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Vail Law: A look at Ted Kennedy’s legislative legacy

Rohn Robbins
Vail, CO Colorado

VAIL, Colorado –Love him or loathe him, Ted Kennedy served the people of Massachusetts in the U.S. Senate for 47 years, longer than the lives of any of his brothers. He was, unquestionably, in the thick of many of the seminal legislative and cultural changes of the last half century, and was often the standard-bearer and head cheerleader for change. Serving in the Senate for more than 20 percent of its history, you tend to make an indelible impression.

The third longest-serving senator in U.S. history (behind only the indomitable Robert Byrd, D- West Virginia, and the late Strom Thurmond, R- South Carolina), Kennedy, at the least, had staying power. Now that he is gone, a look back at his considerable accomplishments traces the time line from the way we were to what we have become.

Think, first, before contemplating Senator Kennedy’s legislative legacy, what and where we were when he was first elected, in 1962:



• John F. Kennedy was the young and vital president. It was the year of the Cuban Missile Crisis. U.S. troops were, for the first time, fully committed to combat in Vietnam. Jamaica, Trinidad and Tobago won their independence from the British Empire. Nelson Mandela was jailed in South Africa. John Glenn became the first American to orbit the earth. Telstar became the first communications satellite intended for regular service. Wilt Chamberlain scored 100 points against the Knicks.

“The Beverly Hillbillies” and “The Flintsones” ruled the airwaves. Johnny Carson debuted on the “Tonight Show.” John Steinbeck’s “Travels With Charlie” and Ken Kesey’s “One Flew Over the Cuckoo’s Nest” were new on the shelves. “Lawrence of Arabia” led at the box office.



Senator Kennedy’s first major battle was in 1965 when he led the fight to pass the Hart-Celler Act that abolished immigration quotas and lifted a 1924 ban on immigration from Asia. In 1971, after rising to the position of Senate majority whip, Kennedy led the fight with Rep. Paul Rogers of Florida to pass legislation establishing a federal cancer research program. Spending to battle cancer quadrupled. In 1972 Kennedy was a key backer of Title IX, which required colleges and universities to provide equal funding for men’s and women’s sports.

In 1974, Kennedy teamed with Sen. Hugh Scott of Pennsylvania to sponsor campaign finance, sponsoring the sweeping overhaul of ethics rules that followed the Watergate fiasco. The year 1986 saw Kennedy championing the cause of anti-apartheidism. After President Reagan vetoed economic sanctions against apartheid South Africa, Kennedy spearheaded a bipartisan effort to override the veto.

In 1990, Kennedy, along with Connecticut Senator Chris Dodd, co-authored the Family Medical Leave Act which compelled businesses to provide unpaid leave for family emergencies and following the birth of a child.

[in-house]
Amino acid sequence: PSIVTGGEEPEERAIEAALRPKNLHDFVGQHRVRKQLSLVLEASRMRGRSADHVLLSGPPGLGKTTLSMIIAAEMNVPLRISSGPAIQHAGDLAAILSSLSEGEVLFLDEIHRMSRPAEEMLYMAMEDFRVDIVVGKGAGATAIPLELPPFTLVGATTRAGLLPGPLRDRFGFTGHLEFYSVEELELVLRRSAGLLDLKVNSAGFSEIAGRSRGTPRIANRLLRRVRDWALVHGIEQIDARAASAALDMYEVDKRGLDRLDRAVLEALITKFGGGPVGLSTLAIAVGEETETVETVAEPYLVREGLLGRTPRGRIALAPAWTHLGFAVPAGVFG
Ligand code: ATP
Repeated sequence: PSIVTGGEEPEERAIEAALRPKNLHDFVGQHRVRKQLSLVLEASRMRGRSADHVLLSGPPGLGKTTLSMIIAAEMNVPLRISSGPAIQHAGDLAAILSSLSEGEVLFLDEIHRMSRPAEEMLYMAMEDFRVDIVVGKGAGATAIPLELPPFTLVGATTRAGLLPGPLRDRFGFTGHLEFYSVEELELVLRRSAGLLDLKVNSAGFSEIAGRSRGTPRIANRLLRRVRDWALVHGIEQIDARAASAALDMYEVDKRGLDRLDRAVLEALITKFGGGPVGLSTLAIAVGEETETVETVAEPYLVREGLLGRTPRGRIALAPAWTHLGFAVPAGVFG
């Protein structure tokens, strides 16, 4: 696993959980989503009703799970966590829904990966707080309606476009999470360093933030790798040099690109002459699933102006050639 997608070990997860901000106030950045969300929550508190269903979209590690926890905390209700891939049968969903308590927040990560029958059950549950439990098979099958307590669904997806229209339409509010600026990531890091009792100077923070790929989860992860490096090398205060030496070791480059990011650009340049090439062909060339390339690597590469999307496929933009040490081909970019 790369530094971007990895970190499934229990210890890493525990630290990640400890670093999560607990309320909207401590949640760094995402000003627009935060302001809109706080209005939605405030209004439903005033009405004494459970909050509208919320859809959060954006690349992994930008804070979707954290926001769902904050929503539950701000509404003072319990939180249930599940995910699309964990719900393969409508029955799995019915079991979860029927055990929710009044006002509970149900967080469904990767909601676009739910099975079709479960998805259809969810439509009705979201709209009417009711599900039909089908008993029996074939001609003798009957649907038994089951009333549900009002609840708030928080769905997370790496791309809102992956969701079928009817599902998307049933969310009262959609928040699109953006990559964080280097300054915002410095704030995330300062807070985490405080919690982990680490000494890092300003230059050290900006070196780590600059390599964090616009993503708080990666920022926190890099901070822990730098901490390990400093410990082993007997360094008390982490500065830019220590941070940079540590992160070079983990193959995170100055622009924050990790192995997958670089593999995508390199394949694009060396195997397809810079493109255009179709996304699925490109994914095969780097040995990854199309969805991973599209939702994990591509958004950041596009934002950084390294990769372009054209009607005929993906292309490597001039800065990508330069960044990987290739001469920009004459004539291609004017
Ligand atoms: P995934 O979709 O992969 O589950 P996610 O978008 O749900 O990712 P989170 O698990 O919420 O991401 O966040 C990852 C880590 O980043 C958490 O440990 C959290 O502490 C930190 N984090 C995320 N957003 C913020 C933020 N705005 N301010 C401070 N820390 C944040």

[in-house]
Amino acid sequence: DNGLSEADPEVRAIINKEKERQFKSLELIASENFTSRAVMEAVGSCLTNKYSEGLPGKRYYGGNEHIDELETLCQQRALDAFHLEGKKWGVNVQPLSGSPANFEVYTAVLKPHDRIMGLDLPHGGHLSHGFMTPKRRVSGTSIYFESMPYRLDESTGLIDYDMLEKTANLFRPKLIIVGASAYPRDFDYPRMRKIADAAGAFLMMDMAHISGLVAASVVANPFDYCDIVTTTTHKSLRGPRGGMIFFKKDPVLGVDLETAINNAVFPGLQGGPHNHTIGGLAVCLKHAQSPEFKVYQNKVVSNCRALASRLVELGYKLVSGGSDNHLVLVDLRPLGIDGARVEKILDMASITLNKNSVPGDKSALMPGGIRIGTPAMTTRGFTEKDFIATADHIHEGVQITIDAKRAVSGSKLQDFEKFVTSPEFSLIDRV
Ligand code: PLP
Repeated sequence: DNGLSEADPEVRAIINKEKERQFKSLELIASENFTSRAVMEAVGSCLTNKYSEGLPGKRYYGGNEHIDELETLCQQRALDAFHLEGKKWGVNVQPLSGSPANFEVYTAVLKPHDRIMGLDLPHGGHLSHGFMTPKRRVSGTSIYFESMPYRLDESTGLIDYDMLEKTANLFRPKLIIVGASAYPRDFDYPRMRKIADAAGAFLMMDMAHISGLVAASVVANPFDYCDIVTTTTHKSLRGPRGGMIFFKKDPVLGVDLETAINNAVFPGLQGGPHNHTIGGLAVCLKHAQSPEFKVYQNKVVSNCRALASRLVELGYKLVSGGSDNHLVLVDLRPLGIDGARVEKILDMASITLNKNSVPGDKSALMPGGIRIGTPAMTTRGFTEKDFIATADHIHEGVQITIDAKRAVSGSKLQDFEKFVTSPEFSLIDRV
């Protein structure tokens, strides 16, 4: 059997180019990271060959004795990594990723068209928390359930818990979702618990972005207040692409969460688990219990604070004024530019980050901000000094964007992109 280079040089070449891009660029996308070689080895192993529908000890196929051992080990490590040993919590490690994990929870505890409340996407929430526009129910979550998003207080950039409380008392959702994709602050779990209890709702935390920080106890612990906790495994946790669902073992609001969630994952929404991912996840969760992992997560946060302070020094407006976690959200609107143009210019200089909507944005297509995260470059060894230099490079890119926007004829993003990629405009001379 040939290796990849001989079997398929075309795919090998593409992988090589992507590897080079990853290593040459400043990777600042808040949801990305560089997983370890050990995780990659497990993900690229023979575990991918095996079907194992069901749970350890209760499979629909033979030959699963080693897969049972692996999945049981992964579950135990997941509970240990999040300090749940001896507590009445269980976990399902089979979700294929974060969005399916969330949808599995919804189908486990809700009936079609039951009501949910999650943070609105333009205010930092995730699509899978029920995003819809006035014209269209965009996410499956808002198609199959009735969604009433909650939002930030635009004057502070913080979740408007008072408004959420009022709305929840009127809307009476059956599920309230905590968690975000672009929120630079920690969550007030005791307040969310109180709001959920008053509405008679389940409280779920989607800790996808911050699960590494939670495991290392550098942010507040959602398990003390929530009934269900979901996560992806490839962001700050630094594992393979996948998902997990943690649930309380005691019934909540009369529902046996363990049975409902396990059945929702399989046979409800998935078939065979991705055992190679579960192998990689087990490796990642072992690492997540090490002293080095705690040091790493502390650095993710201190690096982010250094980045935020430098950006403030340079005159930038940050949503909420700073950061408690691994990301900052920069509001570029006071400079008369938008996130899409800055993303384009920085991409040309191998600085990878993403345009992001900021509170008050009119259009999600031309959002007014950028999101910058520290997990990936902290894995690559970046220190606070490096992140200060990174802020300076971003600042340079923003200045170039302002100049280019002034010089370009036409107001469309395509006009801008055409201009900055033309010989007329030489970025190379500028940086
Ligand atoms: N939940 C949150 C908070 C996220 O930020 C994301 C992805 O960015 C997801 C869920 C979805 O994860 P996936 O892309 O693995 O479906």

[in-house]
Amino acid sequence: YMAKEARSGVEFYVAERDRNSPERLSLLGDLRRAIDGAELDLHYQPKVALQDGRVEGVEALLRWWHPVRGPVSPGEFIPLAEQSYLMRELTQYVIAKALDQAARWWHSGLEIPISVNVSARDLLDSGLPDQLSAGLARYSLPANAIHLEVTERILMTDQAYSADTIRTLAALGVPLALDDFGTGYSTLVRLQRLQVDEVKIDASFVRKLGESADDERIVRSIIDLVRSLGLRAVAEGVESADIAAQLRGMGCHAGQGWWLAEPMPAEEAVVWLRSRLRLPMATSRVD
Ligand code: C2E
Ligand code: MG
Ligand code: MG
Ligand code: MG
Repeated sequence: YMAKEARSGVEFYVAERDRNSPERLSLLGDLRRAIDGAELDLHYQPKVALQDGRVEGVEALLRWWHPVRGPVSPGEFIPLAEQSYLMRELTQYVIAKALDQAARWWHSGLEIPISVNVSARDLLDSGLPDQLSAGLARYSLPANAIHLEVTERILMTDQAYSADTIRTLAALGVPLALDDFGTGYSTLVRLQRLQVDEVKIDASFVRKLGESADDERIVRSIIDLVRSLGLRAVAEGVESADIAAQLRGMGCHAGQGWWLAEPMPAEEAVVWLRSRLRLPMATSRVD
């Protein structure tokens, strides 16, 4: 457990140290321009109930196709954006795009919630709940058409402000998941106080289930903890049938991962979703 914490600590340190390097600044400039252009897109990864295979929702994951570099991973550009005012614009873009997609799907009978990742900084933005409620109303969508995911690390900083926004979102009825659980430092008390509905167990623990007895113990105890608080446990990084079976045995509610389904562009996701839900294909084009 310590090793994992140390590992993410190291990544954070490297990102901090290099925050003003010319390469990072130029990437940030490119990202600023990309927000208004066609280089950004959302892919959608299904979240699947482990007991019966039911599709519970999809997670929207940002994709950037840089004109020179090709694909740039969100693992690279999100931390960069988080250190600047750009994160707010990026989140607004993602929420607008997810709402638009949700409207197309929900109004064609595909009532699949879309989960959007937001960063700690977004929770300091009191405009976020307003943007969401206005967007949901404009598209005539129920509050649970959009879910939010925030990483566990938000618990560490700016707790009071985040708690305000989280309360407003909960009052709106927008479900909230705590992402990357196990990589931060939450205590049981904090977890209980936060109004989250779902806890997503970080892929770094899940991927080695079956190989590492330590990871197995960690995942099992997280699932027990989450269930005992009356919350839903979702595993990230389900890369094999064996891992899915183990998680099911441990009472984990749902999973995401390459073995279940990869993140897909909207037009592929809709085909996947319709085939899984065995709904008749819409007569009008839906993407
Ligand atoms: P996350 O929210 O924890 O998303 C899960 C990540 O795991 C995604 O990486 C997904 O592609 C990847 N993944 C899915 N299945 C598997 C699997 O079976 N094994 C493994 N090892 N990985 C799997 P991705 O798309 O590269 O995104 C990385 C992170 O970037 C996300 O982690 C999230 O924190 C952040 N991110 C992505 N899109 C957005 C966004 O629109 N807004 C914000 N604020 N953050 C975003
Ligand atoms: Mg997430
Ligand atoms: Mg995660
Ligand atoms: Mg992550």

Health care, which was a thread throughout his legislative life, was next. In 1996, Kennedy and Senator Nancy Kassebaum crafted and passed the Kennedy-Kassebaum Act, which permitted employees to maintain their health insurance after leaving their employment and prohibited health insurance companies from refusing to renew coverage on the basis of pre-existing medical conditions. Sadly, Kennedy did not live to see the present effort health care reform come to its conclusion.

The 1996 session also saw Kennedy’s support in raising the minimum wage, an effort he continued in 2007 with another boost in the minimum wage which became effective in 2009.

In 2001 – breaking with some of his fellow Democrats – Kennedy helped pass President Bush’s No Child Left Behind Act.

Despite his privileged upbringing and circumstances – at the time of his death, his personal fortune was pegged at more than $100 million – Kennedy was always a champion of the common man. He absorbed from a very early age his mother, Rose’s guiding axiom, “to whom much is given, much is expected.”

Of course, there was more. Much more. He was a champion of equality in all its guises, leading the charge to secure the rights of the disabled and for same-sex couples. He was the author of more than 2,500 bills. He led the charge to control the scourge of nuclear proliferation yet was a fierce protector of military families and a stalwart of funding for a modern and effective armed forces. It’s difficult, to say the least, to encapsulate a half-century career on the public stage in 800 words.

Ted Kennedy? The lion of the senate? The roar is silent now.

Rohn K. Robbins is an attorney licensed before the Bars of Colorado and California who practices in the Vail Valley. His practice areas include: business and commercial transactions, real estate and development, homeowners associations, family law and divorce and civil litigation. He may be heard on Wednesday nights at 7 p.m. on KZYR radio (97.7 FM) as host of “Community Focus.” Robbins may be reached at 970-926-4461 or at his e-mail address: robbins@colorado.net.


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